on being an introvert, a Q&A part one

Today we're heading back to Cannon Beach, but this time with the entire Wilson/Snow clan. So while we're soaking up some coasting, I thought I'd publish part of a post I've been working on for a few days. You enjoy these thoughts, and I'll be enjoying my Haystack Rock crepe, thank you very much.

I'm an introvert, and sometimes I think I'm misunderstood. You know introverts, and you might even be one yourself. You're in good company. If you get overwhelmed by packed social schedules and large groups of people, you're not crazy or antisocial. Chances are, you're an introvert.

So I want to talk about that.

Aren't introverts antisocial and unfriendly?
Mostly false. Introverts are sometimes antisocial and rarely unfriendly. I certainly wouldn't say that unfriendliness is a characteristic particular to introverts. In fact, introverts deal with these misconceptions all the time.

So what is an introvert?
An introvert is someone who derives their mental and emotional energy from being alone. An extrovert on the other hand, generates energy through social interaction. When my calendar is packed with so many places and events, I burn out quickly, especially if I have a hard time carving out time for myself. I have extrovert friends who thrive on a full social life, but I need downtime to recharge my batteries.

Do introverts enjoy social activities?
For the most part, yes! Especially when they come fully charged, they can really enjoy a large social gathering and can even be the life of the party. It's not that introverts hate being social, they just need to be ready for it. As an introvert, sometimes I'm not ready for a big party, even if it's with good friends. Lots of factors go into an introvert's energy well: household responsibilities, work obligations, church duties, and let's not forget parenting littles. Sometimes I'm just so burned out emotionally that I can't bear the thought of mustering nonexistent energy for socializing. When I'm prepared, though, I thoroughly enjoy and look forward to parties and get-togethers with friends.

What counts as "downtime"?
Usually I count downtime as time that I have to myself with no commitments or obligations. Ideally this includes baby-less time with no household work allowed. Sometimes this happens. Sometimes it doesn't. Depending on the week or day, I can recharge while folding laundry or unloading the dishwasher. I'd rather that chores not be a part of my recharging, but sometimes they have to be. Any activity that leaves you feeling mentally and emotionally recharged can count as downtime.

How does family life work for an introvert?
I'm not going to lie, mothering as an introvert presents its unique set of emotional challenges. While my son is usually a ball of chubby delight, engaging with him does qualify as social interaction. Even on our best days, I'm often left feeling socially tired by the end of the day. Most of the time my time with Josh at night counts as downtime, especially if we're watching our shows. But sometimes I encourage Josh to go play his video game for an hour so that I have time for just me. (He's usually quite obliging.) Because my first priority is my family, I sometimes have to stretch out my energy pretty thin. Sometimes your life will be so busy that the time you have available for yourself isn't much. That's okay for a season. Even if you can plan out just half an hour for yourself, you'll know to maximize your recharge time.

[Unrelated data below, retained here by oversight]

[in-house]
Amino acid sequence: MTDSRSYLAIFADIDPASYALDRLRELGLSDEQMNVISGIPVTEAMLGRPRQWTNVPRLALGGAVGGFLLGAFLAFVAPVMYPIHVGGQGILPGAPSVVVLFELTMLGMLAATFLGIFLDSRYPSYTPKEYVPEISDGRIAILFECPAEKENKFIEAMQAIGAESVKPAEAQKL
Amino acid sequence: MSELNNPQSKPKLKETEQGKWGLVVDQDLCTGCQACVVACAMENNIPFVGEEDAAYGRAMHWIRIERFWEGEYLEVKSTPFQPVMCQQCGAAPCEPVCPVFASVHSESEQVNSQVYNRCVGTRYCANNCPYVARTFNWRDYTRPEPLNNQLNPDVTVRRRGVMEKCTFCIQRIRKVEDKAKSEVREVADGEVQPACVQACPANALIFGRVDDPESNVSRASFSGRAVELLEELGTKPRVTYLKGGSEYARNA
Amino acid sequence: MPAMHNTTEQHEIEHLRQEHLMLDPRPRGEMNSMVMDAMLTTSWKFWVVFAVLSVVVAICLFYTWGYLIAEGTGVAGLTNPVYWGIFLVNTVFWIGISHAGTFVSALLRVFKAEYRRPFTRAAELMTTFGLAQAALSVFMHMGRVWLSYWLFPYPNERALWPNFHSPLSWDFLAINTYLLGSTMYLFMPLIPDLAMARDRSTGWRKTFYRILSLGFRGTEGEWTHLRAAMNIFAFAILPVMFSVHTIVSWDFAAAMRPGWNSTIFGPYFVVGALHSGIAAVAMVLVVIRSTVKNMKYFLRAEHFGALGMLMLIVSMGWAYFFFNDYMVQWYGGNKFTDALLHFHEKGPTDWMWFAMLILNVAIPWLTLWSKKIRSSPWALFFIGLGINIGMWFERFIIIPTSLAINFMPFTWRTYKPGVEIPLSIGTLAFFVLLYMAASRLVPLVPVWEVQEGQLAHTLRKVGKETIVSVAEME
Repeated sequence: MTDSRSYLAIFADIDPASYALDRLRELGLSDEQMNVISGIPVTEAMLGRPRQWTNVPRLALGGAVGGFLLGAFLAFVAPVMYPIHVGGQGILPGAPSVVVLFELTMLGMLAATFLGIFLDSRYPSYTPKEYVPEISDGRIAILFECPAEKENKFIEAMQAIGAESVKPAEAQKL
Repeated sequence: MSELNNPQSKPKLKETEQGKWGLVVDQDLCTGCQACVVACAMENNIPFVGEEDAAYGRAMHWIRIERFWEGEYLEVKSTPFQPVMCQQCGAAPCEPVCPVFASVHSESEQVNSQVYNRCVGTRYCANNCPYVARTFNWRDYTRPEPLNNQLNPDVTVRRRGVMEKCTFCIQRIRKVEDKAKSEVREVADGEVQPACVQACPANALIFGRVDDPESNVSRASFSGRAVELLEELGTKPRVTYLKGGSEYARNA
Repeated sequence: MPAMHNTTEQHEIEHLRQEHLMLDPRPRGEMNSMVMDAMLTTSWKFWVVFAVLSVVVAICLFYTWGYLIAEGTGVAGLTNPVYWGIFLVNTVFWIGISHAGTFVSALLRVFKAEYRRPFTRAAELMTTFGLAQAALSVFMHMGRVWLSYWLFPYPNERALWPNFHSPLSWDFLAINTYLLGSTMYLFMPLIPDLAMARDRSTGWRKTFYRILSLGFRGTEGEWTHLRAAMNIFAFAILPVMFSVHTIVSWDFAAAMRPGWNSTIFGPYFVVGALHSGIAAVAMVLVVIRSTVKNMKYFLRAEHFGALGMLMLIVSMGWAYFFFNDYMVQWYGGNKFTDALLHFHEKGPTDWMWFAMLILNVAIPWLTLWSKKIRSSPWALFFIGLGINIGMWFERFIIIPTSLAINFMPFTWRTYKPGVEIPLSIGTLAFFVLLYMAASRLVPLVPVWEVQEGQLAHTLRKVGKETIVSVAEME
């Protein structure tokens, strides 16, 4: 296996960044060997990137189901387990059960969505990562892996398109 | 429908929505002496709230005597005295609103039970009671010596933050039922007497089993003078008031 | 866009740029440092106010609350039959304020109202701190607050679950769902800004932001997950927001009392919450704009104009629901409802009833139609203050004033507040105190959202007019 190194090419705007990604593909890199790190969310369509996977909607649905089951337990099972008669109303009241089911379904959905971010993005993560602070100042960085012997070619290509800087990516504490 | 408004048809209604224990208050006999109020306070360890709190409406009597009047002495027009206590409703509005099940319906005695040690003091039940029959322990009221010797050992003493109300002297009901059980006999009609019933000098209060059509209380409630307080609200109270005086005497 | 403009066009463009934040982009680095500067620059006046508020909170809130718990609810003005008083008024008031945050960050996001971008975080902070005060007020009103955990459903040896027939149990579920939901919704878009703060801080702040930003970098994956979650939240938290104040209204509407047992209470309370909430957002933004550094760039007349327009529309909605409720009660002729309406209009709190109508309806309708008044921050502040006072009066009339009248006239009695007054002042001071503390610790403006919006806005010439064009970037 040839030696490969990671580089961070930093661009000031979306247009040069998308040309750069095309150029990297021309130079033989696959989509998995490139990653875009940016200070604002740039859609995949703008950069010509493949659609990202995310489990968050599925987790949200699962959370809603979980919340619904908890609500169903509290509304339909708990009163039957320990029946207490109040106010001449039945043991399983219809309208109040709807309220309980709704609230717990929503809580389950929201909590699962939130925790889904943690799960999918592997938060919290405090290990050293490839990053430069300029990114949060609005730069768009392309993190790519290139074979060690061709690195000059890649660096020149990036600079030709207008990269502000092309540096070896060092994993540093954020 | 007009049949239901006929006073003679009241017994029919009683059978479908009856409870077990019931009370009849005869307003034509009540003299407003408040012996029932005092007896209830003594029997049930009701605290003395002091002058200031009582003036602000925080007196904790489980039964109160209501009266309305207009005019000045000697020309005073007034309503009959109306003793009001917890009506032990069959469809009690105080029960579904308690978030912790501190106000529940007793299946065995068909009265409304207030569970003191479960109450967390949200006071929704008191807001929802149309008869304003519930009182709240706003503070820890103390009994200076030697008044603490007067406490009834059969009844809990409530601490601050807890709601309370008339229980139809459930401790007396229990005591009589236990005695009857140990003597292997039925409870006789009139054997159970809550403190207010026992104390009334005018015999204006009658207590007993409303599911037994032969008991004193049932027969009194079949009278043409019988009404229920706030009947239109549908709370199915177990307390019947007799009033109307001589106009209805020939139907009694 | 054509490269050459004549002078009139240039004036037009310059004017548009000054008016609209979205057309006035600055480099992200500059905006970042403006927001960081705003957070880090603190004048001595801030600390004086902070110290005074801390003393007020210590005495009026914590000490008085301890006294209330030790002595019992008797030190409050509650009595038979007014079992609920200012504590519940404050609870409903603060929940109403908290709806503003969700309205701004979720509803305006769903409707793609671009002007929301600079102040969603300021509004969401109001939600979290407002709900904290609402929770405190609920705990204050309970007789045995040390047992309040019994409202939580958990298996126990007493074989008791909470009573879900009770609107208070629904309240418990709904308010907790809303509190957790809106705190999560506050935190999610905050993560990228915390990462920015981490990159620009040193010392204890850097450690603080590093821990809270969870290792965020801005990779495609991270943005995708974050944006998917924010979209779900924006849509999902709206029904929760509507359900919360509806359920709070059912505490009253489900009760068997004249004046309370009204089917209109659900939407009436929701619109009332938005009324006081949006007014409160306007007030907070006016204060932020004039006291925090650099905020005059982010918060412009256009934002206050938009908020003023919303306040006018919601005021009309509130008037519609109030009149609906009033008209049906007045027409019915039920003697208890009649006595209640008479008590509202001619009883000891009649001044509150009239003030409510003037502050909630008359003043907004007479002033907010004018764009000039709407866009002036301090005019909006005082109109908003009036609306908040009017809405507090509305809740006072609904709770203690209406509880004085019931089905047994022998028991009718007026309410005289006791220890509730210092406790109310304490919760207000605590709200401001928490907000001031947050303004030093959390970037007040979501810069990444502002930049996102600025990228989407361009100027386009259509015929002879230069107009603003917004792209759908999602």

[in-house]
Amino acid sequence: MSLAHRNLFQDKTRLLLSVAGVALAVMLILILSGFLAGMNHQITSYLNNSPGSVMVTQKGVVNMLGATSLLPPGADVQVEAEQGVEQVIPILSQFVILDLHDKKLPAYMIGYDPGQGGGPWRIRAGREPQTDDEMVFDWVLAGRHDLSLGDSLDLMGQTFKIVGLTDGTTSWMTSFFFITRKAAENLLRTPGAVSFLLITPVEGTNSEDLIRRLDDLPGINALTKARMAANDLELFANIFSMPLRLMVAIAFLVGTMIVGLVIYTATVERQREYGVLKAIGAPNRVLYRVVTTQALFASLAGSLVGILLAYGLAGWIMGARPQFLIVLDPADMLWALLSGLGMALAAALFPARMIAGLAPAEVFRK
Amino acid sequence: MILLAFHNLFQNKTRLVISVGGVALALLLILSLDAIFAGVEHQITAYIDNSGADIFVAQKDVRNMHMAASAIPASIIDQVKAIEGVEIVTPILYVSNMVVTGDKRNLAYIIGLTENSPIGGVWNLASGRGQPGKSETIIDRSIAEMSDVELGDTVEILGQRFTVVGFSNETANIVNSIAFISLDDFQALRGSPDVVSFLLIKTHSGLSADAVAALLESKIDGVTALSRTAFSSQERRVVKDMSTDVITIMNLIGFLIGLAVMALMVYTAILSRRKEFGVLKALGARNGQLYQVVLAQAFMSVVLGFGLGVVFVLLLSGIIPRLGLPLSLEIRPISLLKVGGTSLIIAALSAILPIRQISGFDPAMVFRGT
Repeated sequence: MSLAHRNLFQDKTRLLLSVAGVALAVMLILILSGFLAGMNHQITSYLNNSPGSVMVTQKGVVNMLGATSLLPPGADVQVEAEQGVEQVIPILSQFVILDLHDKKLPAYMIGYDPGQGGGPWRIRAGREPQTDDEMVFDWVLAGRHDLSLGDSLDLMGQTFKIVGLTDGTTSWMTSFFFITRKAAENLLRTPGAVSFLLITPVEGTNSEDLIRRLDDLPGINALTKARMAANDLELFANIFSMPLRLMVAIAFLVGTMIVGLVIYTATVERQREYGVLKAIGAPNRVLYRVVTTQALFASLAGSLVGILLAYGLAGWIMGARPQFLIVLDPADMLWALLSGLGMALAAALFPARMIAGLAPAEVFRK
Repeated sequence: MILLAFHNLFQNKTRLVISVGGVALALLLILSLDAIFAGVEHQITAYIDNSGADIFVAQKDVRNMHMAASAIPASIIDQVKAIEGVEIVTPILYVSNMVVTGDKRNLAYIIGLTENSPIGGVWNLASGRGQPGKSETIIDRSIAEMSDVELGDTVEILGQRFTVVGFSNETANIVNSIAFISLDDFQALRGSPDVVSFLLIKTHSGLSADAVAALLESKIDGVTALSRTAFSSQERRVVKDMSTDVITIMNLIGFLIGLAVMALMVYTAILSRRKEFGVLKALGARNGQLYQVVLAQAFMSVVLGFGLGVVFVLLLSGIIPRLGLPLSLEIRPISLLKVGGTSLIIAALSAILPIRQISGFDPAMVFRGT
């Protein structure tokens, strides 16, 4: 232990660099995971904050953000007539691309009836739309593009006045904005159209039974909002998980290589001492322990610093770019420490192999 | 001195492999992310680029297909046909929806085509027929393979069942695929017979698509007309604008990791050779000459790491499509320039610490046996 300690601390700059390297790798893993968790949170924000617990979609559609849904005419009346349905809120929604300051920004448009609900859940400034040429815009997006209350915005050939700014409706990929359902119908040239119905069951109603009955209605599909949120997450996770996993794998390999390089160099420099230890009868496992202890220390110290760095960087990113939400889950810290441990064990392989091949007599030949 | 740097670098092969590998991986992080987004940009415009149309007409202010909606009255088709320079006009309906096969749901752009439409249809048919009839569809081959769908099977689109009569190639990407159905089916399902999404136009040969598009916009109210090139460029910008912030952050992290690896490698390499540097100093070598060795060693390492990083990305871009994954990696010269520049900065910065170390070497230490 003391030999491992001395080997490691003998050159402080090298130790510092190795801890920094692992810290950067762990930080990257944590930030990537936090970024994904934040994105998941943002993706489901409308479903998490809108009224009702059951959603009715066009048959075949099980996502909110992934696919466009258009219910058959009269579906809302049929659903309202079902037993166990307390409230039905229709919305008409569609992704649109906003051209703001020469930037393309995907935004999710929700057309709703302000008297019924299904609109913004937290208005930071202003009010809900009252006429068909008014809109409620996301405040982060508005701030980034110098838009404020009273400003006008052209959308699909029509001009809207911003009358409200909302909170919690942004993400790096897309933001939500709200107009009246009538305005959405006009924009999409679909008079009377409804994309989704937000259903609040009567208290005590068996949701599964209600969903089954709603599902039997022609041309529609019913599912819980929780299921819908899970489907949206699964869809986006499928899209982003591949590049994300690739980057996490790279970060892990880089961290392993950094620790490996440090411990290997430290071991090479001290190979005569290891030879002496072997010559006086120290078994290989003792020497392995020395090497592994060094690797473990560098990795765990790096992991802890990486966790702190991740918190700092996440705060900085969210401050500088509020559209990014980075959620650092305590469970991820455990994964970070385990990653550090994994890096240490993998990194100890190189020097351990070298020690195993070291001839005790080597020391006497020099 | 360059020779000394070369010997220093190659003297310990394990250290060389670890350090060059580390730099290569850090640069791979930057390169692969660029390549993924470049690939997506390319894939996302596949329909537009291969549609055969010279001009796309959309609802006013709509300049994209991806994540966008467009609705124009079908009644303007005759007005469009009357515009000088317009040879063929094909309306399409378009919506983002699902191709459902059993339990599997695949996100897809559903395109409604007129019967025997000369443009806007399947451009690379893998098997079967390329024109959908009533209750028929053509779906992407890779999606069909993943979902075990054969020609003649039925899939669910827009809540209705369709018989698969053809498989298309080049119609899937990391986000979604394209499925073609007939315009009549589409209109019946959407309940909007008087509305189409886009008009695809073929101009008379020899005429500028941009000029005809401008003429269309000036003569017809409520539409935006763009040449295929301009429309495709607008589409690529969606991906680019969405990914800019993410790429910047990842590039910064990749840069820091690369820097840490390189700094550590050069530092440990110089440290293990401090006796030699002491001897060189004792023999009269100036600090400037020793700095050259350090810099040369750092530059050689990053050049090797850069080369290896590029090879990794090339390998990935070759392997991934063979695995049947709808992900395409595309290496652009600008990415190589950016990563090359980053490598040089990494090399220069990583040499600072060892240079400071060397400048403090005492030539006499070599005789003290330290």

How has motherhood affected your introversion?
Motherhood has produced somewhat of an introversion phenomenon for me. While I certainly experience the expected need for a baby-break, I also have developed more grown-up social needs. Just a couple of weeks ago, my girl friends planned a dessert night. I'd had a really rough day with the babe, so introvert logic might demand that I skip the party and stay at home eating ice cream from the carton. But instead, I felt an even greater need to get out of the house for a bit and not have to worry about anything baby- or household-related. I was gone for over two hours, and it was glorious. That girl time was just what I needed to refuel my tank. Later that week I did need to have a quiet, no-commitment evening, but for that night, girl-talk with the girls was exactly what I wanted.

I have a second part to this post that I'll publish maybe next week when I'm in Denver. Are you an introvert? What counts as downtime for you? Are you an extrovert? What is it like to have oceans-full of social energy?


Jessica said...

I relate to this a lot! I am definitely an introvert! Ryan is an extrovert and it can be hard to balance those sometimes. There are things that he wants to do that sound so fun, like to the the beach with all his MBA classmates, that sound awful to me! I think the only time social situations energize me are when they are with people that inspire me, love me and accept me for me.

All Fun Family said...

I am an introvert and thank you so much for this post. I hadn't yet made the connection with being an introvert and the social energy it takes to engage in my children's activities. I have noticed over the past several months that I have a hard time being as involved with my 3 year old as I should and I thought maybe I was just too self-absorbed or lazy, but now I see the true source of the problem (not to mention that while I think my daughter is also an introvert, at the same time she demands a lot of social interaction from me).

michelle said...


Have you read Quiet? It was affirming and thought-provoking.

Jill said...

It's a complicated way to be isn't it? I always thought I was an extrovert, but more and more I realize I definitely am not.

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